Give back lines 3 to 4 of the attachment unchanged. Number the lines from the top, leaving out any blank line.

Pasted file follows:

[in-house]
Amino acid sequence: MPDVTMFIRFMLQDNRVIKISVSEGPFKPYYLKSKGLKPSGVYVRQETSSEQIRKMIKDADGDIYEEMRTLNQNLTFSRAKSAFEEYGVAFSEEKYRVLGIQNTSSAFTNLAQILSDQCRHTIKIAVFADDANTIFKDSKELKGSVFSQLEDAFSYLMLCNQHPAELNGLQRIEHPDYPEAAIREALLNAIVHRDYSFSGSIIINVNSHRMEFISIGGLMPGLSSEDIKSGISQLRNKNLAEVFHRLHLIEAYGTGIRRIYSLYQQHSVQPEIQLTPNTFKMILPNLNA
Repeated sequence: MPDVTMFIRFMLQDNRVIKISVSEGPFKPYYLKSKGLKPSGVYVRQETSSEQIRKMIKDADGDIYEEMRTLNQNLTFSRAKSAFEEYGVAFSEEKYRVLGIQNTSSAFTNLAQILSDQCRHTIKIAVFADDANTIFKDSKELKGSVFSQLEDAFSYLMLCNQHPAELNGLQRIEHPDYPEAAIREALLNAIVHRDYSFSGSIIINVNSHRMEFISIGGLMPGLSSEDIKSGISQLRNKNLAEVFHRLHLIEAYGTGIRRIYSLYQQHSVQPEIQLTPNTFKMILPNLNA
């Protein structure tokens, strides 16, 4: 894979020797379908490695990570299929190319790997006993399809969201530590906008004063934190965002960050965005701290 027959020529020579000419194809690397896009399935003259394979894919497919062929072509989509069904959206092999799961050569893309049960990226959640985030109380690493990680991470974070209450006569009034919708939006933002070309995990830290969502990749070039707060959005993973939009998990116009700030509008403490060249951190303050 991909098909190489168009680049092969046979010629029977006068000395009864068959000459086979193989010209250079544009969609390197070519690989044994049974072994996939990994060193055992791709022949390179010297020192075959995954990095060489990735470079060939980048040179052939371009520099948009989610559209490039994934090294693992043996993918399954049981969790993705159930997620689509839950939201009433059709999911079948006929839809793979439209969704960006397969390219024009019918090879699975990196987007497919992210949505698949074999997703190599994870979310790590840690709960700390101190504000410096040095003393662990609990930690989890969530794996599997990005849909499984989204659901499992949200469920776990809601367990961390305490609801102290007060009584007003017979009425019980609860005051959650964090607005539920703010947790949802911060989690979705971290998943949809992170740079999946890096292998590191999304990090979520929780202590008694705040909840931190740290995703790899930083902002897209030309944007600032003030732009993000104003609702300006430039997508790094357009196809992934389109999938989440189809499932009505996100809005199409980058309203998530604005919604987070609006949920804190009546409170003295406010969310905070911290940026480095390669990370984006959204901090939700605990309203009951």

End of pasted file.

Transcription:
Repeated sequence: MPDVTMFIRFMLQDNRVIKISVSEGPFKPYYLKSKGLKPSGVYVRQETSSEQIRKMIKDADGDIYEEMRTLNQNLTFSRAKSAFEEYGVAFSEEKYRVLGIQNTSSAFTNLAQILSDQCRHTIKIAVFADDANTIFKDSKELKGSVFSQLEDAFSYLMLCNQHPAELNGLQRIEHPDYPEAAIREALLNAIVHRDYSFSGSIIINVNSHRMEFISIGGLMPGLSSEDIKSGISQLRNKNLAEVFHRLHLIEAYGTGIRRIYSLYQQHSVQPEIQLTPNTFKMILPNLNA
């Protein structure tokens, strides 16, 4: 894979020797379908490695990570299929190319790997006993399809969201530590906008004063934190965002960050965005701290 027959020529020579000419194809690397896009399935003259394979894919497919062929072509989509069904959206092999799961050569893309049960990226959640985030109380690493990680991470974070209450006569009034919708939006933002070309995990830290969502990749070039707060959005993973939009998990116009700030509008403490060249951190303050 991909098909190489168009680049092969046979010629029977006068000395009864068959000459086979193989010209250079544009969609390197070519690989044994049974072994996939990994060193055992791709022949390179010297020192075959995954990095060489990735470079060939980048040179052939371009520099948009989610559209490039994934090294693992043996993918399954049981969790993705159930997620689509839950939201009433059709999911079948006929839809793979439209969704960006397969390219024009019918090879699975990196987007497919992210949505698949074999997703190599994870979310790590840690709960700390101190504000410096040095003393662990609990930690989890969530794996599997990005849909499984989204659901499992949200469920776990809601367990961390305490609801102290007060009584007003017979009425019980609860005051959650964090607005539920703010947790949802911060989690979705971290998943949809992170740079999946890096292998590191999304990090979520929780202590008694705040909840931190740290995703790899930083902002897209030309944007600032003030732009993000104003609702300006430039997508790094357009196809992934389109999938989440189809499932009505996100809005199409980058309203998530604005919604987070609006949920804190009546409170003295406010969310905070911290940026480095390669990370984006959204901090939700605990309203009951």